Source: (2008) European Journal of Social Theory. 11(3):331-350.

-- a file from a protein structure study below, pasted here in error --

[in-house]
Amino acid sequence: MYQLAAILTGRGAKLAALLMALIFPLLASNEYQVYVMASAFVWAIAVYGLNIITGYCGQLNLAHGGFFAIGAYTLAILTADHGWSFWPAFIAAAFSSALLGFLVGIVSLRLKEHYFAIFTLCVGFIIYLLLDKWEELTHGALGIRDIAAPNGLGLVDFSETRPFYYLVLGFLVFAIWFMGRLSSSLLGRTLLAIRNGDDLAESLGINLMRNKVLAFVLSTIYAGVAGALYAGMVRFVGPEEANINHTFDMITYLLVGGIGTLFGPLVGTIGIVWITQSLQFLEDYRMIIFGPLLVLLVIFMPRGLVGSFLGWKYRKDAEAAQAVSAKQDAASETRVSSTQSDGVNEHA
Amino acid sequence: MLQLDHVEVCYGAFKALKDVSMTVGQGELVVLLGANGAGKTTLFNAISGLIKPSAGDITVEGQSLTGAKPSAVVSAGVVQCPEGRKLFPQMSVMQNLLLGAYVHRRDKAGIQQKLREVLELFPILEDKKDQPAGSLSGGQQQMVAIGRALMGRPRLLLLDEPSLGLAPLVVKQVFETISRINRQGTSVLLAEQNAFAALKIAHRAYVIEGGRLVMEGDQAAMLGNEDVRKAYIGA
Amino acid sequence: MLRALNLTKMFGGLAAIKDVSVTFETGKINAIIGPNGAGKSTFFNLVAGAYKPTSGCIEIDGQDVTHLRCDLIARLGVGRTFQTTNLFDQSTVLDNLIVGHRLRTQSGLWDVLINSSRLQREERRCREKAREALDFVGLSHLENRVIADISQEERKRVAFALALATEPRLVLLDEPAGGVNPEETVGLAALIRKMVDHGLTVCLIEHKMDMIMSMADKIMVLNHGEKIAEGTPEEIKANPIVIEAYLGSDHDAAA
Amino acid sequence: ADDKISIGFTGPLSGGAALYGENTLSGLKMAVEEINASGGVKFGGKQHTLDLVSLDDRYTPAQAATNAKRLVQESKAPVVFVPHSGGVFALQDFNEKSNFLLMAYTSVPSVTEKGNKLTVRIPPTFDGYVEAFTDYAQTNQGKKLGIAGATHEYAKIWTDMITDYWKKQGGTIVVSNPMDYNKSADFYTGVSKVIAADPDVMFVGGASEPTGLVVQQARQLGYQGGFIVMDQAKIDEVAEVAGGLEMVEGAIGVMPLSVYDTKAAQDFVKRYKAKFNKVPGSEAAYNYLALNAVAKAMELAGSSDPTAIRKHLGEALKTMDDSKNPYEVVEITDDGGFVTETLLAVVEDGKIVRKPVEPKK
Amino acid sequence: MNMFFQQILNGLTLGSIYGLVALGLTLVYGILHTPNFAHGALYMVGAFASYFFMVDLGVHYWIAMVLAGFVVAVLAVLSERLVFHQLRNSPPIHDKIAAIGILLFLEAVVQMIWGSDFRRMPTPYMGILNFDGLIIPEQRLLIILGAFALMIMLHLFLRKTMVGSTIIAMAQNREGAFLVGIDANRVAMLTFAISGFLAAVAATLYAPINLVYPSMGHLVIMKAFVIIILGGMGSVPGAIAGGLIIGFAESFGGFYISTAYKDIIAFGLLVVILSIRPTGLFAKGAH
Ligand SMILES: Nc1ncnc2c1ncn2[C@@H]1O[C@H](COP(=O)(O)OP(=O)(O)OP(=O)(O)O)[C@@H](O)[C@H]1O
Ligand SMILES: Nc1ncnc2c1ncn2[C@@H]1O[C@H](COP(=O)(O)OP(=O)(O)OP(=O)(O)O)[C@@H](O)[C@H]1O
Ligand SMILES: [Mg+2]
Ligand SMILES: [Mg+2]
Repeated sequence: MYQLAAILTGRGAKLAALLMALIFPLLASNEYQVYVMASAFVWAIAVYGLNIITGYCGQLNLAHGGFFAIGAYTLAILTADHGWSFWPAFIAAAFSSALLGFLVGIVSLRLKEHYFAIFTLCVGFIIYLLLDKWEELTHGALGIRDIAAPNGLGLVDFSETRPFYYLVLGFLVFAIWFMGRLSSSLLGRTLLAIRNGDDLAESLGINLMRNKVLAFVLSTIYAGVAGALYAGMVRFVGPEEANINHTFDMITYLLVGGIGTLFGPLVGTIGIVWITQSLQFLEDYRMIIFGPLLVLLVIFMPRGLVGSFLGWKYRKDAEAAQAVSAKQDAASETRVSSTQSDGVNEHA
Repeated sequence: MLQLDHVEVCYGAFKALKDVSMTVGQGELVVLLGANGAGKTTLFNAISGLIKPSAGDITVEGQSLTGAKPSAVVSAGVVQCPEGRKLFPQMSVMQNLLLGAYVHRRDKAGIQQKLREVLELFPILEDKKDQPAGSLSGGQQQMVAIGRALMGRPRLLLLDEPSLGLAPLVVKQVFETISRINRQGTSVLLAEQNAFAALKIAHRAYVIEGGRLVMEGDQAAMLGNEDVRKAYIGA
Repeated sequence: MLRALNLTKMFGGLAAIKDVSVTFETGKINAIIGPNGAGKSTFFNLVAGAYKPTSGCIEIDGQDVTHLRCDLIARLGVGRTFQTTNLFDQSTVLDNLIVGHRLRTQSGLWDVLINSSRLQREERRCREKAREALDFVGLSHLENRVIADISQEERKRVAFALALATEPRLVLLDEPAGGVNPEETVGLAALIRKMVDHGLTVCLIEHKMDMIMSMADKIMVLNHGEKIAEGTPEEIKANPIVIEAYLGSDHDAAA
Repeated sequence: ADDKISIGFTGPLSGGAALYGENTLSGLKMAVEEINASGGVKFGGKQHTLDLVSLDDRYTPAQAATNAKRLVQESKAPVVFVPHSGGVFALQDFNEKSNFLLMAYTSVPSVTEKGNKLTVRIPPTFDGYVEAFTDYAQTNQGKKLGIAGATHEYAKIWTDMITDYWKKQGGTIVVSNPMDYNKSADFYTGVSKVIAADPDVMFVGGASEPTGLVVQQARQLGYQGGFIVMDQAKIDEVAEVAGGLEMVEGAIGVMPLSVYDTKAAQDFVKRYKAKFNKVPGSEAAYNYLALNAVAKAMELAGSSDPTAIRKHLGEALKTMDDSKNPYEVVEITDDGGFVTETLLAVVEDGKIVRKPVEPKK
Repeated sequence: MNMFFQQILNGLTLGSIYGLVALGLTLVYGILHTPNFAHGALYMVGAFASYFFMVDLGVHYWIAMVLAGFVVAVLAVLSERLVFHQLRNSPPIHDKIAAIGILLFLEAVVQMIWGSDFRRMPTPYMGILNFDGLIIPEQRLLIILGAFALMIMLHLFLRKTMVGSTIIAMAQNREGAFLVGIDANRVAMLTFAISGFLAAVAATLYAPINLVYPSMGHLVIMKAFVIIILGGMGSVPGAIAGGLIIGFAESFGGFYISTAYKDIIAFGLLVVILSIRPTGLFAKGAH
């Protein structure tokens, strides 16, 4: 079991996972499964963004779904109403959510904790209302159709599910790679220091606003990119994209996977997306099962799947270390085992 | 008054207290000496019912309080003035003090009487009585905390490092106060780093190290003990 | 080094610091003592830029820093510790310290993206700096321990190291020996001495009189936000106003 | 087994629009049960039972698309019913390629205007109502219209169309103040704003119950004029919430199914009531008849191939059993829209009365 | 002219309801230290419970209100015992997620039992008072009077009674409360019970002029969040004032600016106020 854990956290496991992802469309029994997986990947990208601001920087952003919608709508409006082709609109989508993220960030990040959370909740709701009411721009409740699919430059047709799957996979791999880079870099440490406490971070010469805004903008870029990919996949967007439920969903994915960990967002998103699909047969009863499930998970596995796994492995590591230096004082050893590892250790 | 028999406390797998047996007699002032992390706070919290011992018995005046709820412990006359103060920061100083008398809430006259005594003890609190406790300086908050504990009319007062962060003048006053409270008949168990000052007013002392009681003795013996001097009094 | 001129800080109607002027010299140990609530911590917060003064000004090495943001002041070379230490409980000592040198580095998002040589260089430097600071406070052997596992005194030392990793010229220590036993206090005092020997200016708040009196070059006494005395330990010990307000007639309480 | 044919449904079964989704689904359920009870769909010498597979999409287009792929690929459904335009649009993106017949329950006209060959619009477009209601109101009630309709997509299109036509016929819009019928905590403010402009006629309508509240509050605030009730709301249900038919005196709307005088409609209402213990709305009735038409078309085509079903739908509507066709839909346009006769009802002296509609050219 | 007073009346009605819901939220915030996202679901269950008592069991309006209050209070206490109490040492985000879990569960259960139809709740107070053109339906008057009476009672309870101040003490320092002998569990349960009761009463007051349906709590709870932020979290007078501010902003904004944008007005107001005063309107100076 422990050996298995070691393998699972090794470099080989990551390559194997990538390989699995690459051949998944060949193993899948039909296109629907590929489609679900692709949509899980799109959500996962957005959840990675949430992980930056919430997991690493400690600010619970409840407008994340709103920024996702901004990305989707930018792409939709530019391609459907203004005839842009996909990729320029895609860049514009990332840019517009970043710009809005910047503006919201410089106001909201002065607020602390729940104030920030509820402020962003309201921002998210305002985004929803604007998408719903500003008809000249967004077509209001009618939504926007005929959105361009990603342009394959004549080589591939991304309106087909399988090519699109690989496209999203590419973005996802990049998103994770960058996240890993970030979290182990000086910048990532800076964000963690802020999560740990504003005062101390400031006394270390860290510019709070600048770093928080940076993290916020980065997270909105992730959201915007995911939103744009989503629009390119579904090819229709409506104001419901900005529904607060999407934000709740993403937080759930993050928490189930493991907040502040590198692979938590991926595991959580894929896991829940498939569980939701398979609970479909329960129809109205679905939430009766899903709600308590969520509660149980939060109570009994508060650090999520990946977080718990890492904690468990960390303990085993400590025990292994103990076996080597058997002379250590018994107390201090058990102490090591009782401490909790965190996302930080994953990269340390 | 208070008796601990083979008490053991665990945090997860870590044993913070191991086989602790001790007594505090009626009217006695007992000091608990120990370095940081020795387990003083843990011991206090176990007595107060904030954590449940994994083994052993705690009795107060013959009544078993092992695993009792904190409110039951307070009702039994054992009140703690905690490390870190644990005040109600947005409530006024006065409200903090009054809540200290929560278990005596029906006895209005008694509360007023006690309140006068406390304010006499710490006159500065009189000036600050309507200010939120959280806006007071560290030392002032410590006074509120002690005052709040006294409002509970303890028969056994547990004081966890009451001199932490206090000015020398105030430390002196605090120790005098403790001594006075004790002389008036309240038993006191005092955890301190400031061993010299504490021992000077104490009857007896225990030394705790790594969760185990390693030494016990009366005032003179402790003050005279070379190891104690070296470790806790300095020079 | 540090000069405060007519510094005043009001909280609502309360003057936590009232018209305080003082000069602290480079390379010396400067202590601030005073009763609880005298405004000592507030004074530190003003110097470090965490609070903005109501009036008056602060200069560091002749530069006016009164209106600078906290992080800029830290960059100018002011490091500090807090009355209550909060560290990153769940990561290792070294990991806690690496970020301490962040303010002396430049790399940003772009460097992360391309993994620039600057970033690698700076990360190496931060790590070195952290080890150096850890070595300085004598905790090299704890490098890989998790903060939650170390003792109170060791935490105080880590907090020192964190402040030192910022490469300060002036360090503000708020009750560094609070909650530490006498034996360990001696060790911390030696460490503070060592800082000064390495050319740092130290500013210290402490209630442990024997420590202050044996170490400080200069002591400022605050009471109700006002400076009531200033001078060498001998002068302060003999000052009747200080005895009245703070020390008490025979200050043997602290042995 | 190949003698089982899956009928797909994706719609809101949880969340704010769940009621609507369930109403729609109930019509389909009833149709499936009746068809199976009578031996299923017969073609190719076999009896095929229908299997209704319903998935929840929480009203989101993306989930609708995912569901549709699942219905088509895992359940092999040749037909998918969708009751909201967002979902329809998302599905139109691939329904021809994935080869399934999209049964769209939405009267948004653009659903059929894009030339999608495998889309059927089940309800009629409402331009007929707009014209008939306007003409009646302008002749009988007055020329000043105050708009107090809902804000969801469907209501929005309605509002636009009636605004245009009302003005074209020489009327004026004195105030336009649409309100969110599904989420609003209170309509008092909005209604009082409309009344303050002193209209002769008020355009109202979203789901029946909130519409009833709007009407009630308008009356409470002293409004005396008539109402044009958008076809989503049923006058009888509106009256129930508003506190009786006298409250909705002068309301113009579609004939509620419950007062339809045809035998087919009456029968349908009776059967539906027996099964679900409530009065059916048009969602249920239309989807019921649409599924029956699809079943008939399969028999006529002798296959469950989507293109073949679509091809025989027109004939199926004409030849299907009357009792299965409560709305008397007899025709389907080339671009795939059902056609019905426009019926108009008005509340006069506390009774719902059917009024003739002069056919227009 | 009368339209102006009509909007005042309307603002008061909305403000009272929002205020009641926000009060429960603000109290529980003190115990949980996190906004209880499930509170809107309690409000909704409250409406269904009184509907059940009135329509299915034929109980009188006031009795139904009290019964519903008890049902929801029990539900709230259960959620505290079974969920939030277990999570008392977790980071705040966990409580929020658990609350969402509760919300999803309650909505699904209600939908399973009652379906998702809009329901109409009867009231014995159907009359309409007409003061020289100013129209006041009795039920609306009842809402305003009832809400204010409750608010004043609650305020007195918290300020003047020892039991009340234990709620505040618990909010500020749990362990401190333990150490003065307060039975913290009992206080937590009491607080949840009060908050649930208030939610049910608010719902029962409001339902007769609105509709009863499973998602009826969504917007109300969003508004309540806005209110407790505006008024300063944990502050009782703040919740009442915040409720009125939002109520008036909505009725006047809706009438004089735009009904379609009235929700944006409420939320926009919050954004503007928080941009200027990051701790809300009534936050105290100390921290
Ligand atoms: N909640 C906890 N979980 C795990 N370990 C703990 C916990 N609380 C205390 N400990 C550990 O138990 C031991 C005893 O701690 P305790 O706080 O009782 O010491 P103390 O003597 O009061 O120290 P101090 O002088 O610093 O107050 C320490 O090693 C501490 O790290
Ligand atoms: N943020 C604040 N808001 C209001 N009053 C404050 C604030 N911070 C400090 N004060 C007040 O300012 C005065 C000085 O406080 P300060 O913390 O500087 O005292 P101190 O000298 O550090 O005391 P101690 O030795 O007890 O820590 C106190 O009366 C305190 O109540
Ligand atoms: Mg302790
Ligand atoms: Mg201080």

This article explores the phenomenon of empathy and examines its manifestation in the context of encounters between victims/survivors of gross human rights violations and perpetrators who are perceived by victims/survivors as showing signs of remorse. The article considers the factors that mediate the development of empathy through, on the one hand, the examination of the external dynamics of victim-perpetrator encounters, and on the other, the analysis of the intrapsychic dynamics of these encounters. The article argues that the defining elements of empathic experience emerge within the relational, intersubjective realm of the victim-perpetrator encounter. The article engages an interdisciplinary dialogue between Emmanuel Levinas’ ethics of responsibility for ‘the Other’ and a psychoanalytic conceptualization of the capacity for empathy. It asserts that the emotional state of empathy shared by victims and perpetrators is a result of a pivotal turn to perspective taking and gaining an integrated view of the other. The article concludes that ‘empathic repair’ is a useful concept for understanding the process of forgiveness in the context of gross human rights violations. (author's abstract)